17. Get off the twitter feed and refer to #13.
18. Have faith in humanity. A healthy dose of skepticism is important, but if you don’t have faith in the human race, long-term investing is near impossible.
19. Develop a shopping list for a rainy day on your favorite issues. Take action when the market is panicked and you’re scared. Your future self will thank you for being brave.
20. Be flexible. You never know where your next epiphany will come from.
21. You can’t own every stock. This is crucial to acknowledge in order to focus on finding the best stocks for you.
22. Trust yourself, not the market. You’ll likely be tested before you’re rewarded. Find strength in your research.
23. Have courage in your beliefs because you did your homework.
24. You will fail at times. Embrace it by trying not to repeat it. Some experiences are more expensive than others.
25. You will miss big opportunities. Don’t dwell over it because you can only make money in the future. This is easier said than done, but dwelling for too long will rattle your focus. If I dwelled on letting go of Google (NASDAQ: GOOG) in the mid 300’s, I might have missed the boat on other successful investments. If you need extra reassurance, see rules #21 & #23.
26. If you fail, get back on your horse, lick your wounds, and refer to rules #1-6.
27. Be honest with yourself. The Motley Fool Caps game is great way to see how you really fare against the market over the long-term. It’s a fun and easy way to make yourself accountable. Sometimes we only remember the winners, and with this tool, you can have a friendly reminder of our mistakes.
28. Don’t be greedy because pigs get slaughtered.
29. Start small. Rome wasn’t built in a night and neither was a great portfolio.
30. Build a portfolio of core holdings prior to investing in unproven growth companies. International Business Machines (NYSE: IBM) is my biggest core position. I think they offer a huge amount of future potential and could destroy Google search.
31. Reinvest dividends to enhance returns.
32. Contribute often. Investing should be a financial priority as important as buying a house. Budget monthly, in the form of auto-savings sent directly to your brokerage account. Figure out how many cents of each dollar saved should go towards investing. Don’t make it too large that you’ll run the risk of withdrawing from your account earlier than expected. Refer to rule #7 for more clarification. And remember, compounding is an investor’s best friend.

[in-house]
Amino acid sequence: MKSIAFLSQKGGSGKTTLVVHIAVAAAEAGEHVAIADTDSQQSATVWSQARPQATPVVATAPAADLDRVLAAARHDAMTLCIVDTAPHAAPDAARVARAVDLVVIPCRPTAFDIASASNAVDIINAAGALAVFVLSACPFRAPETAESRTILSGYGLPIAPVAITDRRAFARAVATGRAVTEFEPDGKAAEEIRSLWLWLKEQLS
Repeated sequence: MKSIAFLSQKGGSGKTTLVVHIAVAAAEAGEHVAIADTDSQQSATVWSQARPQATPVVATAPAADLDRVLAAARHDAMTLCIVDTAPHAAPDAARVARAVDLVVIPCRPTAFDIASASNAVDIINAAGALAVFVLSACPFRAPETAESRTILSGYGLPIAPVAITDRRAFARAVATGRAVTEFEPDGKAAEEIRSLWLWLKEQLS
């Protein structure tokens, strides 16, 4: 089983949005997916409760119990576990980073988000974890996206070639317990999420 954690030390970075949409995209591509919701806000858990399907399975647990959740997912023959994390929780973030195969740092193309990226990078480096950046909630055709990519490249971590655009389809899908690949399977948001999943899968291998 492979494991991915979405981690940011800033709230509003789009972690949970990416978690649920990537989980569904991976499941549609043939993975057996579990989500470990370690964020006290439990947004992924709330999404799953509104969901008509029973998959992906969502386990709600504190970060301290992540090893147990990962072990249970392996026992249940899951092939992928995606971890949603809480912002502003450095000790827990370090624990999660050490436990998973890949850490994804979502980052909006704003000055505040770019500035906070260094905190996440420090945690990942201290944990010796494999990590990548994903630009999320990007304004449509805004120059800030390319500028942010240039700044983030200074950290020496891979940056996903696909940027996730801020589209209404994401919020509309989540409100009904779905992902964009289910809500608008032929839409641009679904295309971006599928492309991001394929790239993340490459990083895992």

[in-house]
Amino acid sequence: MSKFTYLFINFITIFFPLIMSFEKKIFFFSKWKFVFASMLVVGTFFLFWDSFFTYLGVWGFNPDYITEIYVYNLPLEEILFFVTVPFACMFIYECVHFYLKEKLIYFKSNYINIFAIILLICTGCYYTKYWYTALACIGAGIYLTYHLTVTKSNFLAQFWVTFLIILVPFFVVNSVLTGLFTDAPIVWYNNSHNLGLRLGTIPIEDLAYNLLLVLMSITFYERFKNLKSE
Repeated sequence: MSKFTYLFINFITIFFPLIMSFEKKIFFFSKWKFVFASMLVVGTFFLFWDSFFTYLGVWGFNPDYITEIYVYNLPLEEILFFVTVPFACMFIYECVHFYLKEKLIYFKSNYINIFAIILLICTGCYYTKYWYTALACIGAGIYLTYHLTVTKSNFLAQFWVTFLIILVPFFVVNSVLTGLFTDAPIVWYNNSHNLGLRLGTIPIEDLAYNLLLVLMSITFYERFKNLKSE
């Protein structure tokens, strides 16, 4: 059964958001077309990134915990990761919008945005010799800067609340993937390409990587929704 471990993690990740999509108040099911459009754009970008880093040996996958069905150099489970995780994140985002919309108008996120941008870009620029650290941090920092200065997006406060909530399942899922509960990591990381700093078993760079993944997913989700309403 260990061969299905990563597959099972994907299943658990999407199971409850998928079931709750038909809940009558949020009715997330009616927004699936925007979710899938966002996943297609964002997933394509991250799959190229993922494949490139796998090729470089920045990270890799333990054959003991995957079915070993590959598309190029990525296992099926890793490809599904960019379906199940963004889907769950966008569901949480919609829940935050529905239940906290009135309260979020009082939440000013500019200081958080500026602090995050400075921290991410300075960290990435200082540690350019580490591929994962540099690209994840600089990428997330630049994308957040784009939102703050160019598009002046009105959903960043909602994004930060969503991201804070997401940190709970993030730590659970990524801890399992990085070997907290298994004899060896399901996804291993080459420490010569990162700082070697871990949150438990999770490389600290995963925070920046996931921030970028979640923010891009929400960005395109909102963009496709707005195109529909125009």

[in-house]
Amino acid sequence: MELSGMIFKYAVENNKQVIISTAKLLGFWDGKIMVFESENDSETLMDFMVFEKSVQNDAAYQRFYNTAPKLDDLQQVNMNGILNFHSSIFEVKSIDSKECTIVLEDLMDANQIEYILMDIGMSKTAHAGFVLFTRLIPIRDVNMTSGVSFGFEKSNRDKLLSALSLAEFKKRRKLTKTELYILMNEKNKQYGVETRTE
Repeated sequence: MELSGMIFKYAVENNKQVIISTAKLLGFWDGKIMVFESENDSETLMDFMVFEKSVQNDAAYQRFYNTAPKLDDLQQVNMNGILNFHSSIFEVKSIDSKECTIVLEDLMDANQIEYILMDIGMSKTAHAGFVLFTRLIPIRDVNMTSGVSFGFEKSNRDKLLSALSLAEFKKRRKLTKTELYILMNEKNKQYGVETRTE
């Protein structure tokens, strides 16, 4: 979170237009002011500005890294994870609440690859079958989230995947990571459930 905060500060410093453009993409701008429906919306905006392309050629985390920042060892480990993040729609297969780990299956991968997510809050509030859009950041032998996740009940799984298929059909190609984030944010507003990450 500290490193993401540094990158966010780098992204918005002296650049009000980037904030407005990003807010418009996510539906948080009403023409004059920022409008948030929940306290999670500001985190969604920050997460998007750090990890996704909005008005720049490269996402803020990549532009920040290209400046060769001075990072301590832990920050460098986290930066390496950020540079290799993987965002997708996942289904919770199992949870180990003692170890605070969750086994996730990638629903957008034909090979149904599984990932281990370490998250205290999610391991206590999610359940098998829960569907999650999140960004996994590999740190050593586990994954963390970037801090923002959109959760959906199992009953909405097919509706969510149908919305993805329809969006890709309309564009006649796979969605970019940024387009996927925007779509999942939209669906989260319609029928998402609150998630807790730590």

33. Keep extra cash for rule #19.
A Brief Reflection
Over the years I’ve violated every one of my own rules. With each passing year, I violate fewer and fewer. By the time I’m due to retire in 30-40 years, this list will likely be longer and have evolved to better suit my future needs.
Investing styles may change over ones lifetime, but there is one element I don’t think will ever change. Investing will always be more of a mind game above anything else. Anyone can break it down and analyze the numbers, but not all can endure the pain of being wrong. Investing is an emotional process and knowing our triggers can help diffuse some of our irrational tendencies. Writing down a personal set of investment commandments helped me greatly. And it may do the same for you.
*Bonus Rule: The late Steve Jobs once said, “Stay hungry. Stay Foolish.”
TopDownTrends owns shares of International Business Machines. The Motley Fool owns shares of Apple, Chipotle Mexican Grill, Google, International Business Machines, and McDonald's. Motley Fool newsletter services recommend Apple, Chipotle Mexican Grill, Google, and McDonald's. Try any of our Foolish newsletter services free for 30 days. We Fools may not all hold the same opinions, but we all believe that considering a diverse range of insights makes us better investors. The Motley Fool has a disclosure policy.If you have questions about this post or the Fool’s blog network, click here for information.